Beyond Burgers and Impossible Burgers: Good or Bad for Your Health?

Beyond Burgers and Impossible Burgers Good or Bad for Your Health

Do you love a good, juicy burger? Are you wondering if you should give up beef for one of those plant-based burgers that look and taste like the real thing but without the meat? Meatless burgers like the Impossible Burger (the one that “bleeds” like the real thing) and Beyond Burger are everywhere these days, from high-end restaurants to Walmart. Even the nation’s ubiquitous fast food joints are adding them to the menu—McDonald’s, Burger King, White Castle, Carl’s Jr., and Hardee’s are all serving up meatless varieties of their most popular sellers.

And people are gulping them down by the millions. It isn’t just vegetarians and vegans who are indulging in the meatless burgers. Even tried and true beef lovers are giving these latest plant-based options a try. But what’s actually in these faux-meats and are they really good for you, or are they hiding ingredients that don’t serve you?

Be aware that the foods you eat either enhance your brain health, moods, and focus, or they can sabotage your mental well-being and contribute to anxiousness, low moods, and brain fog. According to a 2015 paper by a group of 18 scientists in The Lancet, “Diet is as important to psychiatry as it is to cardiology, endocrinology, and gastroenterology.” Increased awareness about the impact of food on mental health has led to a whole new field of nutritional psychiatry.

What you put in your mouth matters!

Beyond Burgers and Impossible Burgers vs. Beef Burgers

For optimal brain health, you need to learn to scrutinize the nutritional profiles of everything you eat. First, what’s in a typical beef burger patty?

Ground beef, 97% lean meat, 3% fat, cooked (4 oz):

Calories: 200

Fat: 11 g (including 4.5 grams of saturated fat)

Carbs: 0 g

Protein: 23 g

(Source: CalorieKing)

Here’s what’s on the labels for the Beyond Burger and Impossible Burger to see how they compare to the real thing.

Beyond Burger nutritional profile (4 oz):

Calories: 260

Fat: 18 g (including 5 g of saturated fat)

Carbs: 5 g (including 2 g of dietary fiber and 0 g of sugar)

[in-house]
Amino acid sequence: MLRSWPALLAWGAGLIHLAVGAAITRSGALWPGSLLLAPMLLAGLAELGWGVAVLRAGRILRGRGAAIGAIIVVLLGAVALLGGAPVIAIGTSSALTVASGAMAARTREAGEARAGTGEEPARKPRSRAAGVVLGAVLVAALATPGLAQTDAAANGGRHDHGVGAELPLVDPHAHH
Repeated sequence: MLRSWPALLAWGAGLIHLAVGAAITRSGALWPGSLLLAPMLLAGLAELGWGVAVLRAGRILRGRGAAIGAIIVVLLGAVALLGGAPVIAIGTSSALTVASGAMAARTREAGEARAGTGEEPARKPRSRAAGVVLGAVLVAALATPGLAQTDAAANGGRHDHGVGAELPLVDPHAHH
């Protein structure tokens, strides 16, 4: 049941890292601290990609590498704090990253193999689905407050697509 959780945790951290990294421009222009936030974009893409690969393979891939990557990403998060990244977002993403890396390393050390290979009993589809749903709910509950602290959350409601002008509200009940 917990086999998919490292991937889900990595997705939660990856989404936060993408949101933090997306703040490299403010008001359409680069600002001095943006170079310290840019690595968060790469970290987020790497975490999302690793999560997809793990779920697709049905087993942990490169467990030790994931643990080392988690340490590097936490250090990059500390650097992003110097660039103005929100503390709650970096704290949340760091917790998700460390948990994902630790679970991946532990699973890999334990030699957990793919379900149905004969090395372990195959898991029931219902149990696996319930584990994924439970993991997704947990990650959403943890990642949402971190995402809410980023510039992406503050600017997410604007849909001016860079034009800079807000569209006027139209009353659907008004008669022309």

Protein: 20 g

Impossible Burger nutritional profile (4 oz):

Calories: 240

Fat: 14 g (including 8 g of saturated fat)

Carbs: 9 g (including 3 g of dietary fiber and 1 g of sugar)

Protein: 19 g

As you can see, the amount of protein is close to what you’d find in a lean beef patty, but the plant-based versions are higher in calories, fats, and carbs.

What’s Really in Beyond Burgers and Impossible Burgers?

When reading nutrition labels, be sure to scour the entire list of ingredients. That’s where you are likely to find hidden sugars, potential allergens, artificial dyes, food additives, and other food-like substances that can mess with your brain health and mental well-being.

Here’s a look at the ingredients in these two popular plant-based burgers.

Beyond Burger ingredients:

Water, pea protein, expeller-pressed canola oil, refined coconut oil, rice protein, natural flavors, cocoa butter, mung bean protein, methylcellulose, potato starch, apple extract, pomegranate extract, salt, potassium chloride, vinegar, lemon juice concentrate, sunflower lecithin, beet juice extract (for color)

Impossible Burger ingredients:

Water, soy protein concentrate, coconut oil, sunflower oil, natural flavors, 2% or less of: potato protein, methylcellulose, yeast extract, cultured dextrose, food starch modified, soy leghemoglobin, salt, soy protein isolate, mixed tocopherols (vitamin E), zinc gluconate, thiamine hydrochloride (vitamin B1), sodium ascorbate (vitamin C), niacin, pyridoxine hydrochloride (vitamin B6), riboflavin (vitamin B2), and vitamin B12.